New York, March 5 (LPC) - A slowing economy in the US combined with still steep price tags on target companies has private equity buyers focused on making strategic add-on acquisitions to existing middle market portfolio companies as a pathway to growth, bankers say.
Sustained high purchase price multiples have squeezed private equity returns and highly competitive auction processes have left many sponsors empty handed. As an alternative, so-called buy and build strategies offer compelling opportunities to build scope and scale around existing portfolio investments.
“When the economy starts to slow, add-on acquisitions are a faster way into a market versus looking at 5-7 years of organic growth,” said Karen Davies, managing director and group head of Huntington Bank’s private equity banking vertical. “It is a way for private equity firms to blend down cost of capital and provide multiple arbitrage.”
Sponsors can effectively expand a business with the purchase of a competitor, a new product line or a complementary platform to diversify its geographic footprint or customer base. At the same time, private equity investors can effectively lower the cost of capital by making incremental acquisitions at lower multiples relative to the purchase price paid for an existing portfolio company.
At 49%, loans for add-on acquisitions account for roughly half of middle market sponsored M&A volume year-to-date versus 51% for new leveraged buyouts, according to LPC, a division of Refinitiv.
Among middle market borrowers recently in market to raise incremental dollars for acquisitions are energy industry software specialist Quorum Software and bulk and specialty salt producer US Salt.
Quorum, a portfolio company of private equity investor Thoma Bravo, is in market with a US$90m add-on term loan slated to fund the acquisition of Coastal Flow Measurement Inc.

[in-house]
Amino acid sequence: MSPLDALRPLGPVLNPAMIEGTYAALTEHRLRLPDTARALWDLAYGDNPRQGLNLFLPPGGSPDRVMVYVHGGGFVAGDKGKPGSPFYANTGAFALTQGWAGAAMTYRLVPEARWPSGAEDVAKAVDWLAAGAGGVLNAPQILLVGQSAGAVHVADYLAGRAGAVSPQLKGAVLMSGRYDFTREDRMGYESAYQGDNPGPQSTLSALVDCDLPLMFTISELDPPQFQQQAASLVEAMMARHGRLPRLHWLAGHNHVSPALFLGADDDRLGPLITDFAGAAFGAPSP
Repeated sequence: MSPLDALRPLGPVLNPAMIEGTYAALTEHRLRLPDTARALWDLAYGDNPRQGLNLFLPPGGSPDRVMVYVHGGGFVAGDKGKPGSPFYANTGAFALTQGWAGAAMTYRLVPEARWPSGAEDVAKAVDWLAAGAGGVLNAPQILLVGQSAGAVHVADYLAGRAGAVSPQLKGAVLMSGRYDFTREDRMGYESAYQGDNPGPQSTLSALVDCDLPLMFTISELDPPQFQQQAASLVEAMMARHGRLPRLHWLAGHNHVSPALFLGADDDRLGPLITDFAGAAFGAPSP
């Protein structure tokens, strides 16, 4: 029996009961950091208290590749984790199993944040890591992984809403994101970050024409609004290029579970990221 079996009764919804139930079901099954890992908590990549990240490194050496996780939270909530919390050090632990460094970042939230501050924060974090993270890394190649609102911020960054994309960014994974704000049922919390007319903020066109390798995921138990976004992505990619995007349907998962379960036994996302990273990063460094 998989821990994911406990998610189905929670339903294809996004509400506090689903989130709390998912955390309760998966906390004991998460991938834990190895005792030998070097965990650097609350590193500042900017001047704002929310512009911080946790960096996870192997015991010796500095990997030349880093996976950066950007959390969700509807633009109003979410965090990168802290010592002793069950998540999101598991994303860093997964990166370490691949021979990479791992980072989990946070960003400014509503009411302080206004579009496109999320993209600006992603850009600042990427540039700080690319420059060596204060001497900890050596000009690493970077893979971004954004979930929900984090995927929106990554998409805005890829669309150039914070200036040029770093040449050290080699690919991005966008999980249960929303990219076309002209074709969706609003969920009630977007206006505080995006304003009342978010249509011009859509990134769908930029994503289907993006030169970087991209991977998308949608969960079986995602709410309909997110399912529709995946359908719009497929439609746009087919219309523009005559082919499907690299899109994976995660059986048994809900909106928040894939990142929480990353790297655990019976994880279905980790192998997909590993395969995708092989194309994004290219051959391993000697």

The acquisition expands Quorum’s oil and gas software and services portfolio with the addition of Coastal Flow’s measurement services and data management resources, including subsidiary Flow-Cal Inc whose products are built for the hydrocarbon measurement industry.
The combination of Coastal Flow’s measurement products with Quorums’ suite of business applications creates an integrated platform for shared customers and energy industry participants, the two companies said in a February 26 statement. The acquisition comes less than a year after Thoma Bravo bought Quorum from Silver Lake in September 2018.
US Salt recently inked a US$285m first-lien term loan and a US$128m second-lien term loan to fund the company’s acquisition of NSC Minerals. US Salt is backed by an investor group comprised of Metalmark Capital, Silverhawk Capital Partners and Demetree. Citizens arranged the debt financing.
The trend is also not unique to the middle market. Larger private-equity backed companies in the space between traditional middle market companies and large corporates are also pursuing such acquisitions, also known as tuck-ins or tack-ons.
Most recently, Dental Corporation of Canada Inc launched on March 1 US$177m in first- and second-lien incremental term loans to fund acquisitions, LPC reported. Jefferies is arranging the deal, which includes a US$127m incremental first-lien term loan and a US$50m incremental second-lien term loan.
Dental Corporation of Canada last June raised a US$925m credit facility backing the company’s sale to L Catterton, LPC data show. Jefferies was lead left on the acquisition funding, joined by CIBC and TD.
Earlier this year, enterprise software provider Perforce Software Inc finalized a US$410m first-lien incremental term loan and a US$50m second-lien add-on loan to fund the acquisition of Rogue Wave Software, a provider of cross-platform software developer tools and embedded components.
Antares Capital led the transaction. Ares Capital, Varagon Capital Partners and AB Private Credit Investors were joint lead arrangers on the first-lien incremental facility.
Perforce said the strategic acquisition expands its portfolio to optimize the application development process, according to a statement.
At the other end of the spectrum, as large corporates divest business units and carve out non-core assets, a whole new layer of investment opportunities are born.
Late last month, industrial conglomerate General Electric said it would sell its biopharma business to Danaher Corp for US$21.4bn. From this sort of divestiture, additional carve-outs and spin-offs often follow suit, bankers said.
Mid-sized companies looking to diversify products lines, buy a competitor or enter a new segment are often the prime beneficiaries when large companies shed assets or divest business units.
“Buy and build works best built around a strong management team or an industry leading platform, giving you operational expertise and a rock solid platform,” Davies said “You see it a lot in healthcare and sectors that are highly fragmented, like dental and veterinary services, but it really is happening across the board.” (Reporting by Leela Parker Deo; Editing by Michelle Sierra and Lynn Adler) ))